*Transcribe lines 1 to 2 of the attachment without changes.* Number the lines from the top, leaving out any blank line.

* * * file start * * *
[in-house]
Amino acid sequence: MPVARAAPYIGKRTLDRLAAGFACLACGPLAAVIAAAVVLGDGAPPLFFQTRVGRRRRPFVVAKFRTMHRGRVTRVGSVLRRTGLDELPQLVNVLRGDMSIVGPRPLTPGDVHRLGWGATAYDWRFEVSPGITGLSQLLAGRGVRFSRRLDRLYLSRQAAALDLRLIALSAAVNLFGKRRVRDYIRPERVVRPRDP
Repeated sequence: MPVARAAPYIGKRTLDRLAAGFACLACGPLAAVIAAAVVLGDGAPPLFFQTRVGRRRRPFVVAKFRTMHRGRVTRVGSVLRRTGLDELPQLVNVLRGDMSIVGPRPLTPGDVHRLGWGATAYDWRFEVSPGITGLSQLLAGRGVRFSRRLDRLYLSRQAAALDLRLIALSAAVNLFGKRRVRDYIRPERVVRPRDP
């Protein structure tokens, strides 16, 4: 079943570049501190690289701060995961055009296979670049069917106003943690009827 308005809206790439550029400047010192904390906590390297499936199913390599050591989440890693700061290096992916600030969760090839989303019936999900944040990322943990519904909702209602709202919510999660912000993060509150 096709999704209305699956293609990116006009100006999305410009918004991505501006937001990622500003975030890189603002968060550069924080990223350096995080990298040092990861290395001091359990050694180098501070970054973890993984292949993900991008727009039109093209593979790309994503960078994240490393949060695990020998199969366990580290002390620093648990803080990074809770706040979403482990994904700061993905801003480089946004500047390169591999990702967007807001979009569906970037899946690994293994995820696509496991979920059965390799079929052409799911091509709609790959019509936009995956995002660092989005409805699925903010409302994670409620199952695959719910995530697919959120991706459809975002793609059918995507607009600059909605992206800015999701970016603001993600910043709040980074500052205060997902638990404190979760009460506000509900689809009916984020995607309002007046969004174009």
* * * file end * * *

[in-house]
Amino acid sequence: MPVARAAPYIGKRTLDRLAAGFACLACGPLAAVIAAAVVLGDGAPPLFFQTRVGRRRRPFVVAKFRTMHRGRVTRVGSVLRRTGLDELPQLVNVLRGDMSIVGPRPLTPGDVHRLGWGATAYDWRFEVSPGITGLSQLLAGRGVRFSRRLDRLYLSRQAAALDLRLIALSAAVNLFGKRRVRDYIRPERVVRPRDP